A child who is usually exuberant and happy to be in class suddenly and inexplicably becomes withdrawn and quiet. While the teachers in the class notice the change, they are unable to attribute it to anything tangible. They assume that it is only a phase, and move on.
There is no denying that teachers play an incredibly significant role in shaping the minds of their students. In fact, given the amount of time a child spends in school, it would not be wrong to say that they become the first port of call for students, in times of distress.
The National Crime Records Bureau, in a report, states that every 15 minutes there is one child in India who is sexually abused. These are alarming statistics.
Recognising that classrooms across the country, hold the future of the country, and to ensure that they are in safe hands, CII-Young Indians collaborated with Samagra Shiksha Abhiyan (SSA) to conduct the world’s largest “Children Safeguarding Training” at Srinivasapura, Kolar with 1336 Teachers in attendance.
Speaking to The Better India, Ajith George, Co-Chair, Young Indians Bengaluru, said, “Most of us read newspaper reports of children being abused, and they leave us feeling angry. So, at Young Indians, we decided that we needed to Play A Part.”
“The teachers trained will ensure that all children in Srinivasapura are educated on how they can safeguard themselves.”
The one-day training programme saw the participation of various experts like Harish Bhuvan, the founder and facilitator of Compassionate Clowns, which is an NGO, and Ashwini NV, the Director of Muktha Foundation, along with volunteers from the Sankara Eye Hospital.
Concepts of body boundary, safe-unsafe touch, safety networkS and the nuances of the POCSO act were dealt with.
Empowering teachers with the know-how to handle and enable children to fight against abuse is a necessary step.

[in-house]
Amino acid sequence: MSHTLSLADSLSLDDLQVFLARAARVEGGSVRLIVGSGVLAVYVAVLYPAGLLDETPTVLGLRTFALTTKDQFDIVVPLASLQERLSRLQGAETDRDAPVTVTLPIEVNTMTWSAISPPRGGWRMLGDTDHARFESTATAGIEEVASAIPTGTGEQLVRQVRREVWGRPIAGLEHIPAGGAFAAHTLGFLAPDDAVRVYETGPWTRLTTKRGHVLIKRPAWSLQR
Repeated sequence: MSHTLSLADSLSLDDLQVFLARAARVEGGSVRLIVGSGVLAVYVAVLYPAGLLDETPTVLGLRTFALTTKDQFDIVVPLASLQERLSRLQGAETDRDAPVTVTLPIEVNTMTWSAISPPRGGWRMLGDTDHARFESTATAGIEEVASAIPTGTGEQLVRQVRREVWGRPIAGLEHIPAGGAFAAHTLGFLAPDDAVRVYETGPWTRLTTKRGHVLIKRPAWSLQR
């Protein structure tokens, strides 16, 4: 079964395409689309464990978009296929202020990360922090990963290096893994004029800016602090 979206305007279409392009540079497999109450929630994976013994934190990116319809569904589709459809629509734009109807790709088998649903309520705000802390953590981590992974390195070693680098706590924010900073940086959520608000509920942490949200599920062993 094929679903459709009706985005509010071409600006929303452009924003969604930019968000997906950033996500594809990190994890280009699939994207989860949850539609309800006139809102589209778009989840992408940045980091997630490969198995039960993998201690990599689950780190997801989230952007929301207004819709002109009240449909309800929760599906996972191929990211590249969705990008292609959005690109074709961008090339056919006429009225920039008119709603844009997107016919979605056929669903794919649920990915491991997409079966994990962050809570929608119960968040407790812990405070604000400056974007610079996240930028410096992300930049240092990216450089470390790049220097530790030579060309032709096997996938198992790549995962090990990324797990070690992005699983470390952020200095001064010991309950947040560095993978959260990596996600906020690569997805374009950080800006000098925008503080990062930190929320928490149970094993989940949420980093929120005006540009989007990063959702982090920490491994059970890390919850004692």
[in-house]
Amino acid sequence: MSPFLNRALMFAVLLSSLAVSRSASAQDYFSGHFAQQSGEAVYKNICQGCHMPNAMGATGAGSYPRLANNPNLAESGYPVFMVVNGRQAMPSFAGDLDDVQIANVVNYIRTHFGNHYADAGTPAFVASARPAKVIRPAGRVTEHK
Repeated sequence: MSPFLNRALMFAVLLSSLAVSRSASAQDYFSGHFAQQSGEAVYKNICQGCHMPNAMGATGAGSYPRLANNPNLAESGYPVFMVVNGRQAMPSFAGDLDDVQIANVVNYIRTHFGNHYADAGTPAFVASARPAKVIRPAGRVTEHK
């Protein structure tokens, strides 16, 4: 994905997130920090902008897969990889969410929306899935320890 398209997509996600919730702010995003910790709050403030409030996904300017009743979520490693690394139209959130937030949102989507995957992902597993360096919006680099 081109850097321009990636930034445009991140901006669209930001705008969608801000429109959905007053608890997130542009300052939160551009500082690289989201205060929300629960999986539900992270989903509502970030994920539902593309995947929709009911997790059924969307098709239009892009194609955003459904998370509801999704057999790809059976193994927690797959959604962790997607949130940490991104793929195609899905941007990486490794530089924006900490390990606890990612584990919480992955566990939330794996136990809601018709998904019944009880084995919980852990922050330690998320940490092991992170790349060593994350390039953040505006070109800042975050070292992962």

When it comes to children, as teachers and parents, some of the warning signs that we must never ignore and investigate thoroughly, are as follows:
• Inappropriate engagement with toys or objects
• Becoming unusually secretive
• Nightmares and sleeping problems
• Writing or drawing images with a sexual connotation
• Becoming extremely withdrawn or clingy
• Thinking of the self or body as repulsive or dirty
• Reacting in a surprised manner when asked if somebody is misbehaving with them
• Change in eating habits, difficulties in swallowing.
Applauding this initiative, Lalitha Chandrashekar, Joint Director, SSA, Karnataka said, “ [The] government of Karnataka has looked to implement a strong child protection policy, and we are pleased to work with partners to empower our teachers.”
“We have made a start today and will work to ensure that at least 10 lakh children benefit from this awareness.”
Throwing light on how the day-long session was planned, Ajith said, “While the topic was a serious one and attendance for the teachers was mandated by the government, we wanted to ensure that they enjoyed their day with us and took back some valuable inputs. We had planned the sessions in such a way that it did not get too content heavy or boring for them.”
The session helped the teachers understand how they could lend support to children who have faced sexual abuse, gave them an overview of the POSCO Act, and even provided them with techniques to handle cases of abuse.
“We used the largest mango auction house to conduct the session. It is a large place and one doesn’t feel like they are in a school setting.”
“These are small things but we saw that it made a huge difference to the teachers who attended,” said Ajith.
The intent is to take this programme to different districts in Karnataka as well as other states that have regional chapters of Young Indians.
Young Indians Bengaluru, which is an integral part of CII, comprises professionals and entrepreneurs who volunteer towards various projects that aim to construct and structure a national identity. ‘Masoom,’ one of their key projects, is an attempt at eliminating child sexual abuse through improved awareness among stakeholders.
For more information on Young Indians Bengaluru, write to firstname.lastname@example.org or log onto www.yibangalore.com or www.youngindians.net.
(Edited by Gayatri Mishra)
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